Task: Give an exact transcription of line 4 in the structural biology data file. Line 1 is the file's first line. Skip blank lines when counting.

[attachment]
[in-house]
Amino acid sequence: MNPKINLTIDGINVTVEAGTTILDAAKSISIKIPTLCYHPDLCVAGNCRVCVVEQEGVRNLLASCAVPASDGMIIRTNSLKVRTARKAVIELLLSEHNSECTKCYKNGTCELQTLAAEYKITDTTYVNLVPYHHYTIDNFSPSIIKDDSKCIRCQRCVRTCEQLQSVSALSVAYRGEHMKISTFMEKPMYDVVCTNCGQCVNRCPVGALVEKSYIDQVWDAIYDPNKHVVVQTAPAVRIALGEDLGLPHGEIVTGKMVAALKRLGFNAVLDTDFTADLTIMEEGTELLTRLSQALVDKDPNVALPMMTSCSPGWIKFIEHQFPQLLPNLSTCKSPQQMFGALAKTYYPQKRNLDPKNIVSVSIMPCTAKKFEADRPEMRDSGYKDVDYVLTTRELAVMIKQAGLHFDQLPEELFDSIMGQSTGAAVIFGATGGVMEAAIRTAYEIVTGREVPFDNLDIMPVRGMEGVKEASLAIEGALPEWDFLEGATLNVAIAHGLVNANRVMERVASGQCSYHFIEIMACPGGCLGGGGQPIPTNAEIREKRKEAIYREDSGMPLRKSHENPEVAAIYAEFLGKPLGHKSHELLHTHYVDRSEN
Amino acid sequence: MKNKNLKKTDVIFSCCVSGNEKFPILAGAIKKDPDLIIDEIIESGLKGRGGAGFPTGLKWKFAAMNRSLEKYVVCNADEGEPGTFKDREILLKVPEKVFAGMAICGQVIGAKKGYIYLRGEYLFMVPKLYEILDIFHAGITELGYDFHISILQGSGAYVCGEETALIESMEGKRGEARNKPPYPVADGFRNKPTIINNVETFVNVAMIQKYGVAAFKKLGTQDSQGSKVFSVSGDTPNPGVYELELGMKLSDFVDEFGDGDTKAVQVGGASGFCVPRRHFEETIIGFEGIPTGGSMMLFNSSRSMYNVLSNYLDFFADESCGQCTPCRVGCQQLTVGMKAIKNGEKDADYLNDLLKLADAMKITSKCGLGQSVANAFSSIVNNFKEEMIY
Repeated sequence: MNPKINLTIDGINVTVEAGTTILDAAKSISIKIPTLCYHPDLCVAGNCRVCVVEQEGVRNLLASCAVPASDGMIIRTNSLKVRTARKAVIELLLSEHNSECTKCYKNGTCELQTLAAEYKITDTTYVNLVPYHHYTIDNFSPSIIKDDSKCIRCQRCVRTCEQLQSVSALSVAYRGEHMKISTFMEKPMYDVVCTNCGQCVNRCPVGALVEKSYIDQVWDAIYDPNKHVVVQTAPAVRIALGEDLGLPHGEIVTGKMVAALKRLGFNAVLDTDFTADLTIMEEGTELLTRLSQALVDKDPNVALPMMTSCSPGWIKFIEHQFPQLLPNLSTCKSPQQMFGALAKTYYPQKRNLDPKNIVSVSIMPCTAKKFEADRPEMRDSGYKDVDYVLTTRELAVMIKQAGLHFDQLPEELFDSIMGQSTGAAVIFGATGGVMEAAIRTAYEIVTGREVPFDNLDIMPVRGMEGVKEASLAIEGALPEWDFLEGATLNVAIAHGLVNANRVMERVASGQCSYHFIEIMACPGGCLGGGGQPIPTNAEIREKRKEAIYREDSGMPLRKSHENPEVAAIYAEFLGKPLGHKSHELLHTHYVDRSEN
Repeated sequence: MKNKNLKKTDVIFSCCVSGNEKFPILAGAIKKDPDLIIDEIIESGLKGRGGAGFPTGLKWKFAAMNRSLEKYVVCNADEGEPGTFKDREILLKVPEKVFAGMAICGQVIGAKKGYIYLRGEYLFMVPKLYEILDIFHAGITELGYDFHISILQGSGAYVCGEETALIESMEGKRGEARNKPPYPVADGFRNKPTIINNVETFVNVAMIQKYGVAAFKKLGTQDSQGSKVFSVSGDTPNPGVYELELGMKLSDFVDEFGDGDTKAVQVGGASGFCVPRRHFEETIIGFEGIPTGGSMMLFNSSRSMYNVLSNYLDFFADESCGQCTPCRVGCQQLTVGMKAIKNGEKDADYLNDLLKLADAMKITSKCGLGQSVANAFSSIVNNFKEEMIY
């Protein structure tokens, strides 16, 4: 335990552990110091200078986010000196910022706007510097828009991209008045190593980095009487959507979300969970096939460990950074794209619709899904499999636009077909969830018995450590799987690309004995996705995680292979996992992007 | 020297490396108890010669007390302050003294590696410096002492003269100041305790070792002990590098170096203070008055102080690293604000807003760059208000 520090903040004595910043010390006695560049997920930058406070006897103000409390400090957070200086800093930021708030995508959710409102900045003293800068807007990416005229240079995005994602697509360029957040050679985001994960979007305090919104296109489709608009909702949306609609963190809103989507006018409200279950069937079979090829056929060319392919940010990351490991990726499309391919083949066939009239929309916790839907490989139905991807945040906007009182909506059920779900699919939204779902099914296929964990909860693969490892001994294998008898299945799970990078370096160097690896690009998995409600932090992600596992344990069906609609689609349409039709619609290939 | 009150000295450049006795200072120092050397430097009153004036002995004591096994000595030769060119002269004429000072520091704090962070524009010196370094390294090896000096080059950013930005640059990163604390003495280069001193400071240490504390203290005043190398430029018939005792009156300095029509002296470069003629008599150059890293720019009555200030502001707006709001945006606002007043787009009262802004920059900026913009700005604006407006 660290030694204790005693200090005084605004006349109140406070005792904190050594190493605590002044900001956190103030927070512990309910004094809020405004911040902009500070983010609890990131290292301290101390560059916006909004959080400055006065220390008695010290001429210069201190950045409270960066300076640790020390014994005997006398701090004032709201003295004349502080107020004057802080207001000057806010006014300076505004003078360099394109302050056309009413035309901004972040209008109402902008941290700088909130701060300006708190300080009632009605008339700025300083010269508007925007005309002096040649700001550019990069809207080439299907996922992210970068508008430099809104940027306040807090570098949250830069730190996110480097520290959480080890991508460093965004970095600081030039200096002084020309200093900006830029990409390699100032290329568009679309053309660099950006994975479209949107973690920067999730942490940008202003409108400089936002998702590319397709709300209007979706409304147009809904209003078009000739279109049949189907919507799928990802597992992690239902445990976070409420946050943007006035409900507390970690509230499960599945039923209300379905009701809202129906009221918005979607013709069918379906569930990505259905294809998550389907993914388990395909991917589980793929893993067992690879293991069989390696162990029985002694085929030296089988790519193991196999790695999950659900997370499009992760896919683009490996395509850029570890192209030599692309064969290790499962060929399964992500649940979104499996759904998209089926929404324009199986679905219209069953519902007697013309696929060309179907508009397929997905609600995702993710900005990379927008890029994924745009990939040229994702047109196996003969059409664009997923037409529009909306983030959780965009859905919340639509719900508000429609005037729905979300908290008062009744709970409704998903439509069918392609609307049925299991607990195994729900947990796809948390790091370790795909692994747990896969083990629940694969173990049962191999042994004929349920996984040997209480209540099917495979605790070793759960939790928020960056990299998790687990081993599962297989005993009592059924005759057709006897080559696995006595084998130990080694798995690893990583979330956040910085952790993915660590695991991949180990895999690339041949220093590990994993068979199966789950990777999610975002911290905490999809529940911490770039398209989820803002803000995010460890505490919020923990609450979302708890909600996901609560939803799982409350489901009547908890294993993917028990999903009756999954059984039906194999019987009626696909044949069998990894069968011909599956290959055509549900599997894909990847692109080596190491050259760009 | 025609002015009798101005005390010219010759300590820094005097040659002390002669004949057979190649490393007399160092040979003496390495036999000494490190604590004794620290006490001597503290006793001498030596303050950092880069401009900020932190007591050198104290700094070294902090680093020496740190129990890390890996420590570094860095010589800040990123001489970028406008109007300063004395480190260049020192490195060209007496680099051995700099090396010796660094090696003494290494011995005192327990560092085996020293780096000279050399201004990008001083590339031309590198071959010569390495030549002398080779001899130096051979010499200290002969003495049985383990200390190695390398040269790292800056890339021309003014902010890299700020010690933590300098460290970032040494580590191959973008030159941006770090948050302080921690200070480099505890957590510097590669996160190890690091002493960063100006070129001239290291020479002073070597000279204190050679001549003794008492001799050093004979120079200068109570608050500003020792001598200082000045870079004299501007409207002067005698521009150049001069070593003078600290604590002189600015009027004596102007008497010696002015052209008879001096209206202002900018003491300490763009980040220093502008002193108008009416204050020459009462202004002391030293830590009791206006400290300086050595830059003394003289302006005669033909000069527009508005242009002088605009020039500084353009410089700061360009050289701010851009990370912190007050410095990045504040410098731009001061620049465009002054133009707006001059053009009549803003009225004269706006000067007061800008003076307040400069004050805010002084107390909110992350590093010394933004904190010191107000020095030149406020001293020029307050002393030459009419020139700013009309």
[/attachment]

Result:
Repeated sequence: MNPKINLTIDGINVTVEAGTTILDAAKSISIKIPTLCYHPDLCVAGNCRVCVVEQEGVRNLLASCAVPASDGMIIRTNSLKVRTARKAVIELLLSEHNSECTKCYKNGTCELQTLAAEYKITDTTYVNLVPYHHYTIDNFSPSIIKDDSKCIRCQRCVRTCEQLQSVSALSVAYRGEHMKISTFMEKPMYDVVCTNCGQCVNRCPVGALVEKSYIDQVWDAIYDPNKHVVVQTAPAVRIALGEDLGLPHGEIVTGKMVAALKRLGFNAVLDTDFTADLTIMEEGTELLTRLSQALVDKDPNVALPMMTSCSPGWIKFIEHQFPQLLPNLSTCKSPQQMFGALAKTYYPQKRNLDPKNIVSVSIMPCTAKKFEADRPEMRDSGYKDVDYVLTTRELAVMIKQAGLHFDQLPEELFDSIMGQSTGAAVIFGATGGVMEAAIRTAYEIVTGREVPFDNLDIMPVRGMEGVKEASLAIEGALPEWDFLEGATLNVAIAHGLVNANRVMERVASGQCSYHFIEIMACPGGCLGGGGQPIPTNAEIREKRKEAIYREDSGMPLRKSHENPEVAAIYAEFLGKPLGHKSHELLHTHYVDRSEN